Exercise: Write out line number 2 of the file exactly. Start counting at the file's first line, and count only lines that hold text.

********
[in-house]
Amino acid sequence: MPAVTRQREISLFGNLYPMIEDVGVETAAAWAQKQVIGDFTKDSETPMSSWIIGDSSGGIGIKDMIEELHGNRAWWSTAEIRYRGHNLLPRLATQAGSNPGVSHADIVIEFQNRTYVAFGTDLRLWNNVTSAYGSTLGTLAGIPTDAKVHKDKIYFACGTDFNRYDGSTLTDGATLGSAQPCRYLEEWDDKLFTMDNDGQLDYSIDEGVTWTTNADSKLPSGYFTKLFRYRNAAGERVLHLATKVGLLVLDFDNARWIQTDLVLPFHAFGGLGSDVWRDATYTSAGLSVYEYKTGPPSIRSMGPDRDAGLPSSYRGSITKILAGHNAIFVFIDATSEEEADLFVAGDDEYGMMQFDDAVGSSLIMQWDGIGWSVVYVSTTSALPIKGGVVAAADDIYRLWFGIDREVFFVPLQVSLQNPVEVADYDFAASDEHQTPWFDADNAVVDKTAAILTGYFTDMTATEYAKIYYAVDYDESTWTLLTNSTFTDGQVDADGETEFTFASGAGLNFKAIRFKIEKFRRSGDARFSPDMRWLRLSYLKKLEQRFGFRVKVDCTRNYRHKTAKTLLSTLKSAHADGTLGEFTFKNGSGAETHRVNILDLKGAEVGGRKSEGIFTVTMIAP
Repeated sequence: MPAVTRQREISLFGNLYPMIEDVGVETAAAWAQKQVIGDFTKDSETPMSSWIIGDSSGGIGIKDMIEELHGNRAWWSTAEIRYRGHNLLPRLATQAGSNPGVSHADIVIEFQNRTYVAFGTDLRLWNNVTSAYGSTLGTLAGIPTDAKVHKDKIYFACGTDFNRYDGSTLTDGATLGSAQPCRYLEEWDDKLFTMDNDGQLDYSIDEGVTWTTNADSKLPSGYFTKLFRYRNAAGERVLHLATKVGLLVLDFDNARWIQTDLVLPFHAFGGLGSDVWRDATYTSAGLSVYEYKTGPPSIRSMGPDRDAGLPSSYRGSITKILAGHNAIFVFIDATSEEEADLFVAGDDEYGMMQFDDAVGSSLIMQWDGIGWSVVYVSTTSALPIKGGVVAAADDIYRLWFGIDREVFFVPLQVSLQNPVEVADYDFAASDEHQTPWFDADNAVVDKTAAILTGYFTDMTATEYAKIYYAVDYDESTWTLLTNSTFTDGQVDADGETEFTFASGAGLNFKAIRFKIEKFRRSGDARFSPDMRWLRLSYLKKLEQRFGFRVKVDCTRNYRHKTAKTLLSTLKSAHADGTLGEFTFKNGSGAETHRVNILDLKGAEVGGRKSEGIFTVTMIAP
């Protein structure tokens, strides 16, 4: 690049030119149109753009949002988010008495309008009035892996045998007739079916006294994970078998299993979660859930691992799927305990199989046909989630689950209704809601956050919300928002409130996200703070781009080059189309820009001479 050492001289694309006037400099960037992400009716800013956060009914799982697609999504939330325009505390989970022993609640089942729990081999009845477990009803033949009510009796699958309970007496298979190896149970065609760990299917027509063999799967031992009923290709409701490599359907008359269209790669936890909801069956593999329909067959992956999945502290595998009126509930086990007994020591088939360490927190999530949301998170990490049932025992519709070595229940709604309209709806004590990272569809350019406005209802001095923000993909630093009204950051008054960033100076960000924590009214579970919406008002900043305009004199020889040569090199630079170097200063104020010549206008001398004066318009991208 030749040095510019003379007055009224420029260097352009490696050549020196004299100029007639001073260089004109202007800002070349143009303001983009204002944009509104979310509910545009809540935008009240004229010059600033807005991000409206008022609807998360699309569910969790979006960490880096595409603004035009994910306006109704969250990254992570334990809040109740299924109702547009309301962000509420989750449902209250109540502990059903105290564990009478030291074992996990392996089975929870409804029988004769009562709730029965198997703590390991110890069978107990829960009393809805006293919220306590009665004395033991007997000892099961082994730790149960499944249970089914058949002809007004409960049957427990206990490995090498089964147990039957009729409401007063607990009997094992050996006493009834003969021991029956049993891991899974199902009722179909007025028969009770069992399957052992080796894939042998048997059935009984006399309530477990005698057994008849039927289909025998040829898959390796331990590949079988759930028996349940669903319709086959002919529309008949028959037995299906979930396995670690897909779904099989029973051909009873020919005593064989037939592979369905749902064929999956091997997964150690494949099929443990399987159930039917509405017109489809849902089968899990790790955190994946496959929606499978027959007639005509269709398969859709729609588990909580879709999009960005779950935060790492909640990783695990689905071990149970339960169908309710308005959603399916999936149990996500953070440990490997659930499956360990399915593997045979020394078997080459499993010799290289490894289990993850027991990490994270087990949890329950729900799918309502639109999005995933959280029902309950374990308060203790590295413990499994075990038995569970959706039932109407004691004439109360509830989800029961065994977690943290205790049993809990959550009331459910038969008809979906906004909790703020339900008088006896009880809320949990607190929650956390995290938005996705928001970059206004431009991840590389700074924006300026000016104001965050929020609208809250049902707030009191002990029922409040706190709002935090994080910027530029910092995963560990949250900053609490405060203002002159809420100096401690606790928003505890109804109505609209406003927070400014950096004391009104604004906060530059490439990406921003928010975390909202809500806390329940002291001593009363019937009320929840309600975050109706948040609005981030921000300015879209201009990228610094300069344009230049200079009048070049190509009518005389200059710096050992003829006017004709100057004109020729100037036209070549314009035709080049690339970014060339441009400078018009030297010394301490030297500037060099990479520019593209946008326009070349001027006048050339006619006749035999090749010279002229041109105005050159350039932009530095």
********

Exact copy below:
Amino acid sequence: MPAVTRQREISLFGNLYPMIEDVGVETAAAWAQKQVIGDFTKDSETPMSSWIIGDSSGGIGIKDMIEELHGNRAWWSTAEIRYRGHNLLPRLATQAGSNPGVSHADIVIEFQNRTYVAFGTDLRLWNNVTSAYGSTLGTLAGIPTDAKVHKDKIYFACGTDFNRYDGSTLTDGATLGSAQPCRYLEEWDDKLFTMDNDGQLDYSIDEGVTWTTNADSKLPSGYFTKLFRYRNAAGERVLHLATKVGLLVLDFDNARWIQTDLVLPFHAFGGLGSDVWRDATYTSAGLSVYEYKTGPPSIRSMGPDRDAGLPSSYRGSITKILAGHNAIFVFIDATSEEEADLFVAGDDEYGMMQFDDAVGSSLIMQWDGIGWSVVYVSTTSALPIKGGVVAAADDIYRLWFGIDREVFFVPLQVSLQNPVEVADYDFAASDEHQTPWFDADNAVVDKTAAILTGYFTDMTATEYAKIYYAVDYDESTWTLLTNSTFTDGQVDADGETEFTFASGAGLNFKAIRFKIEKFRRSGDARFSPDMRWLRLSYLKKLEQRFGFRVKVDCTRNYRHKTAKTLLSTLKSAHADGTLGEFTFKNGSGAETHRVNILDLKGAEVGGRKSEGIFTVTMIAP